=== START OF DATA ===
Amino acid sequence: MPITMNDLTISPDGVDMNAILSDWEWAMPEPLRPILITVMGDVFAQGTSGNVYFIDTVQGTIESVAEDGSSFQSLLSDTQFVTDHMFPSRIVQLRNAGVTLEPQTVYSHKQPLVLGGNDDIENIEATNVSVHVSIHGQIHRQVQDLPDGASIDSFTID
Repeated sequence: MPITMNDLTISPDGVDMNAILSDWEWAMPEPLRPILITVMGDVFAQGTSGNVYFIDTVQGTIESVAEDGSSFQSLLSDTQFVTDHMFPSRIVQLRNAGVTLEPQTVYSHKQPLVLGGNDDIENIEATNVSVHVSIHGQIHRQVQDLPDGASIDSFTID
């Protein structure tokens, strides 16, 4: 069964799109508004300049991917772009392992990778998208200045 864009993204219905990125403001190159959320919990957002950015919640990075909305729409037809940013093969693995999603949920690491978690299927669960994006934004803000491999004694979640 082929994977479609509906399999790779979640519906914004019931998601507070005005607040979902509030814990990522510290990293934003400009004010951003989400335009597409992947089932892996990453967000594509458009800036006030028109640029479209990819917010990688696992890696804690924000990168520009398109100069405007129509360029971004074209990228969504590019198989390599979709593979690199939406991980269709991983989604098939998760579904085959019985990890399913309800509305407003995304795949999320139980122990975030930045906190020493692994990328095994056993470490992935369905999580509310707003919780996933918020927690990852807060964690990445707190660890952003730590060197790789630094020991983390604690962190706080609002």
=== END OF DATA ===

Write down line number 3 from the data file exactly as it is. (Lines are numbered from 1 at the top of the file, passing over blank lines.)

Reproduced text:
């Protein structure tokens, strides 16, 4: 069964799109508004300049991917772009392992990778998208200045 864009993204219905990125403001190159959320919990957002950015919640990075909305729409037809940013093969693995999603949920690491978690299927669960994006934004803000491999004694979640 082929994977479609509906399999790779979640519906914004019931998601507070005005607040979902509030814990990522510290990293934003400009004010951003989400335009597409992947089932892996990453967000594509458009800036006030028109640029479209990819917010990688696992890696804690924000990168520009398109100069405007129509360029971004074209990228969504590019198989390599979709593979690199939406991980269709991983989604098939998760579904085959019985990890399913309800509305407003995304795949999320139980122990975030930045906190020493692994990328095994056993470490992935369905999580509310707003919780996933918020927690990852807060964690990445707190660890952003730590060197790789630094020991983390604690962190706080609002």